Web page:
My idea is to consider a dome around the subject: if I can calculate the irradiation contribution for each direction I can then apply the projection factor to each of these contributions and sum them up. This should give me the total irradiation falling on the subject.
Thanks Ruggiero

On 20 September 2015 at 23:23, Greg Ward <[email protected]> wrote:
Hi Ruggiero,
Is the standing subject inside a complex space? Do you need this for an annual simulation?
If the answer to either of these questions is "no," then you can simplify the problem a bit. If the answers are both "yes," then your third option of a daylight coefficient calculation will be the most efficient. You basically want to compute random positions on the cylinder with the surface normal facing outwards, and give these to rcontrib to compute an integrated daylight coefficient for sky patches (and ground).
If you confirm that this is what you need, I can help you with the appropriate command chain if you like.
Cheers, -Greg

From: Ruggiero Guida <[email protected]>

Date: September 20, 2015 4:06:46 AM PDT

Hi,
I am trying to calculate the total radiation on a standing subject using Radiance rtrace, but I am a bit stuck.
The first approach that comes to mind is to integrate over an idealised vertical discretized cylinder, but this would be too computationally expensive. I have to do the same calculation for several locations.
The second approach that comes to mind is to apply a bulk reduction factor, but this would not be very accurate in the presence of direct radiation or anisotropic diffuse radiation.
A third way could be to use rtrace to calculate the contribution to the irradiation from the various sky patches and use the projection factor for each one of them. As far as I understand though, rtrace provides the total directional irradiation on an ideal surface placed in the point of interest and perpendicular to the ray under examination. This corresponds to the radiation generated from the portion of the sky visible from the surface.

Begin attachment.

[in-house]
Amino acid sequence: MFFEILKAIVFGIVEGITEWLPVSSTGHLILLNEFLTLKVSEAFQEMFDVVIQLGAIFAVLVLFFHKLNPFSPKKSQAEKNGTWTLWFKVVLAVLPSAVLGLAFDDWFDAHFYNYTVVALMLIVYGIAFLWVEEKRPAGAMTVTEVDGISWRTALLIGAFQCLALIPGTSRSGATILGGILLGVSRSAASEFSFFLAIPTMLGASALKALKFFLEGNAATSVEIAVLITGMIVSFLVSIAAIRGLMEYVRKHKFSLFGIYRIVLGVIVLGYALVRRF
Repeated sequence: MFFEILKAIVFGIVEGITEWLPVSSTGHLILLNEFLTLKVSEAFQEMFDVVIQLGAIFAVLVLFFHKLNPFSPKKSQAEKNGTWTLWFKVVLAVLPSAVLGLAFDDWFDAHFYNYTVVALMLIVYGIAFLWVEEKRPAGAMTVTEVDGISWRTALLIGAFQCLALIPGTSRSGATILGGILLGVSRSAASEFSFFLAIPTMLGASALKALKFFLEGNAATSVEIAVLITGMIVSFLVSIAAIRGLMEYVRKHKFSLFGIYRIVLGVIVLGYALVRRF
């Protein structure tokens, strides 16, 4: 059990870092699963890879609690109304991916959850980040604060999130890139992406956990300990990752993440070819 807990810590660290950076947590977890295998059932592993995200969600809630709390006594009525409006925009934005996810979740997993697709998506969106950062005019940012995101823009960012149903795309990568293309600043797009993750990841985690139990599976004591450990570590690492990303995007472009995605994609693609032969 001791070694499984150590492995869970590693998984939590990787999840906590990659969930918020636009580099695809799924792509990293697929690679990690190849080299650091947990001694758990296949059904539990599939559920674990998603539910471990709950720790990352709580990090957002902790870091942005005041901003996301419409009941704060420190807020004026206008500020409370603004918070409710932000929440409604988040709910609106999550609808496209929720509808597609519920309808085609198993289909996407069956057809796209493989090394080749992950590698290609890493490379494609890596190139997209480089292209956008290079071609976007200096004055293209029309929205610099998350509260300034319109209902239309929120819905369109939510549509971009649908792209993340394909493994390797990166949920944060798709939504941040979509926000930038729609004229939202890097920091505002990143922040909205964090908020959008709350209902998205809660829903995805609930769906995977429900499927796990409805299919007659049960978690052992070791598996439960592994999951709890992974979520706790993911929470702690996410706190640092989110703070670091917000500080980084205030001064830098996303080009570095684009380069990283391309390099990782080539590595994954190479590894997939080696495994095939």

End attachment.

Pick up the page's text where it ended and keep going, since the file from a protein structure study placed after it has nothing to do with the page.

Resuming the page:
Has anyone tried something similar? Do you have any recommendation?
Thanks Ruggiero
_______________________________________________
[email protected]

_______________________________________________
[email protected]

Hi Ruggiero,

I don't think the number of points is going to affect your rcontrib calculation that much. You can always trade off the number of ambient divisions (-ad) to get more samples on the prism (or cylinder) for the same cost. Here's an example set of commands.

# Generate 5 random sample positions on cap at height 2 with radius 0.2:

cnt 5 | rcalc -e 'HT:2;RAD:0.2' \

# Generate 50 random body sample positions and directions:

cnt 50 | rcalc -e 'HT:2;RAD:0.2' \
-e 'rht=HT*rand(.571*recno-.7633);phi=2*PI*rand(-.6716*recno-.1023)' \

# average together 55 sample positions using rcontrib:

rcontrib -c 55 [other options] scene.oct < samps.txt > daycoef.mtx

Does this make sense?

-Greg

···

From: Ruggiero Guida <[email protected]>
Date: September 21, 2015 1:45:20 AM PDT

That makes sense. So I guess that the third approach is the only way forward.

I was thinking to define the subject as a prism with a rectangular base and maybe define a point or two for each face, so 5 points in total.

Do you think this would be enough?

_____________________________
From: Greg Ward <[email protected]>
Sent: Monday, September 21, 2015 10:52 a.m.

Well, the projected area of a cylinder is roughly the diameter times the height times the sine of the angle between the cylinder's axis and the sky patch (or solar disk) direction. This would work if you didn't have the complex urban surroundings. With the surroundings, there's no way I know to avoid a more complete view factor calculation, which is what rcontrib gives you.

-Greg

P.S. I just realized that to be a fair average, the number of samples on the cap should be proportional to the area, and same for the body. A cap of radius 0.2 is 1/20th as large as the cylinder body of height 2, so in my example, there should be 20 times more samples on the body. That means 5 samples on the cap would be paired with 100 samples on the body, or 105 samples in total.

-Greg

···

From: Greg Ward <[email protected]>
Date: September 21, 2015 11:50:28 AM PDT

Hi Ruggiero,

I don't think the number of points is going to affect your rcontrib calculation that much. You can always trade off the number of ambient divisions (-ad) to get more samples on the prism (or cylinder) for the same cost. Here's an example set of commands.

# Generate 5 random sample positions on cap at height 2 with radius 0.2:

cnt 5 | rcalc -e 'HT:2;RAD:0.2' \

# Generate 50 random body sample positions and directions:

cnt 50 | rcalc -e 'HT:2;RAD:0.2' \
-e 'rht=HT*rand(.571*recno-.7633);phi=2*PI*rand(-.6716*recno-.1023)' \

# average together 55 sample positions using rcontrib:

rcontrib -c 55 [other options] scene.oct < samps.txt > daycoef.mtx

Does this make sense?

-Greg

From: Ruggiero Guida <[email protected]>
Date: September 21, 2015 1:45:20 AM PDT

That makes sense. So I guess that the third approach is the only way forward.